“They live their own lives in the end, no matter what you do.” Children, that is. Such was the conclusion of Jon McGregor’s modest but phenomenal, 15-week, 15-part series of interconnected short stories exploring the disappearance of a heedless, canvas-shoe-wearing teenage girl during a family walk on a grey day in the remote Peak District. It sounds vague, almost like a shrug, written down – that children will leave you in the end, sooner than you might imagine or bear. But it sounded, after months of listening, like the only honest conclusion.
Each week a different character from a village local to the incident narrated their perspective on the case. A journalist, a paperboy, a philandering wife, an itinerant prostitute (played by Siobhan Finneran, exceptional), a faintly sinister pest controller, etc. Some weeks we moved closer to things being solved, other weeks we near-forgot there was anything to solve at all. Many of the stories appeared to exist on their own, untethered to an organising narrative, and yet… piece by unexpected piece (one story involved, as if by magic, a ragged baby alpaca transported in a plastic bag) something powerful was built.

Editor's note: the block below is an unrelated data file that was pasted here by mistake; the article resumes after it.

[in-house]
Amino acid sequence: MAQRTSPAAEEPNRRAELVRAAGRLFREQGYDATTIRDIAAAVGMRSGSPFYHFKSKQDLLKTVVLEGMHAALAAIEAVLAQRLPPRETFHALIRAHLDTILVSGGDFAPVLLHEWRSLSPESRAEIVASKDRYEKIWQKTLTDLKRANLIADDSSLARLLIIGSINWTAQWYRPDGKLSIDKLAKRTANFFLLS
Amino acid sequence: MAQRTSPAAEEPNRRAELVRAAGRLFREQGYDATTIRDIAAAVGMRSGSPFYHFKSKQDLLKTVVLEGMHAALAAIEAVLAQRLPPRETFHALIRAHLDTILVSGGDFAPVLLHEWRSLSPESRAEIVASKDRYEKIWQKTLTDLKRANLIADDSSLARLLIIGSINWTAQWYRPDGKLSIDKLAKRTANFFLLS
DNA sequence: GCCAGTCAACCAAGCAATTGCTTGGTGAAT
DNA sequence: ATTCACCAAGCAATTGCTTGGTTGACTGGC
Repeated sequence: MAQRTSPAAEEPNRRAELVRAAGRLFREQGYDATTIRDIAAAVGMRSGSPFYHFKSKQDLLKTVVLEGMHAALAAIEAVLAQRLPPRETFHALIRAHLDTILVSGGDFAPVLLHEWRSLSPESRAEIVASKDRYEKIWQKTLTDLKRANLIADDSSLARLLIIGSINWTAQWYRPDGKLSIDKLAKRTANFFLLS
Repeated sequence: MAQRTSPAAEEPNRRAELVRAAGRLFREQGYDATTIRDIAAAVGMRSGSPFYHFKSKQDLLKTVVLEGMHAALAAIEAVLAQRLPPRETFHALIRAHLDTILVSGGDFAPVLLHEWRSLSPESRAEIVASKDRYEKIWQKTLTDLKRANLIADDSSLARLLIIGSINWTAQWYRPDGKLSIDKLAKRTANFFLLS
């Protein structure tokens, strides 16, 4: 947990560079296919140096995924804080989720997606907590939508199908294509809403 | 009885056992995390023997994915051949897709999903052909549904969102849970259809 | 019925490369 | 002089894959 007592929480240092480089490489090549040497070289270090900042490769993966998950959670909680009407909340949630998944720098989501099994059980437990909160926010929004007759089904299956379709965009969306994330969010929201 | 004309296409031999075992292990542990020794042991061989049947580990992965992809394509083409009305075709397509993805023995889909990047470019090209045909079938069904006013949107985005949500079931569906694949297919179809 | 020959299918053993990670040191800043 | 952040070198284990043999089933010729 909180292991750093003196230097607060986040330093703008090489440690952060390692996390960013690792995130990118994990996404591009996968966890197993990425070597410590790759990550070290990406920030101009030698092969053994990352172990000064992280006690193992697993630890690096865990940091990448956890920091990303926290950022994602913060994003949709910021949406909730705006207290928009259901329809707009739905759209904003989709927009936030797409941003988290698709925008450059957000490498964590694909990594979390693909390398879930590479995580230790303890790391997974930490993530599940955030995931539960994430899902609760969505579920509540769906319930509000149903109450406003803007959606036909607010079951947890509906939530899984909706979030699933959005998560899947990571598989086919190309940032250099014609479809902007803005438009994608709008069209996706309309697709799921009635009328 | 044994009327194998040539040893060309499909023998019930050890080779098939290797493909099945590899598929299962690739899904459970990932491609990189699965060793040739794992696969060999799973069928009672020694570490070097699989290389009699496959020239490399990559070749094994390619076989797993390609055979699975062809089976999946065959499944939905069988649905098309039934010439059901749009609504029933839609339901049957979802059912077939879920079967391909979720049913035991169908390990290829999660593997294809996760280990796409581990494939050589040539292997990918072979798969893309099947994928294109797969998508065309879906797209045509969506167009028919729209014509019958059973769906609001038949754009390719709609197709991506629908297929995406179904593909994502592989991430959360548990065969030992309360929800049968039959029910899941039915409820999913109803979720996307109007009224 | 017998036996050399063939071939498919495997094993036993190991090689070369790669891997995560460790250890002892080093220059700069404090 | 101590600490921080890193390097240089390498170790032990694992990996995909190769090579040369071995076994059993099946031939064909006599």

It seemed that the series – now published by Fourth Estate as a book – might run all year. McGregor could do that. He would never run out of ways to describe the landscape and people, the seasons moving in great loops, the air thickening, the flat heath and moorland, the sodden ground that could suck boots off, the bilberries and bog-grasses, sink holes and soft, wet peat, the bees in the foxgloves, the marriages failing, the festivals in church and hall, the fireworks and fights, the vegetation dying in the black soil, the sun rising, the sense of a village with pouchy and insomniac eyes straddling the abyss of years.
The happy became sad and the sad became happy, and sad again, and happy again. I can’t think of hearing anything on the BBC that dealt quite so confidently with the devouring march of months and seasons: this more than anything is McGregor’s great skill. Time withers out and then expands again in his writing, like a bellows, and you keep catching glimpses of life – as it truly is. I’ll miss listening.
The Reservoir Tapes
BBC Radio 4
This article appears in the 17 Jan 2018 issue of the New Statesman, Churchill and the hinge of history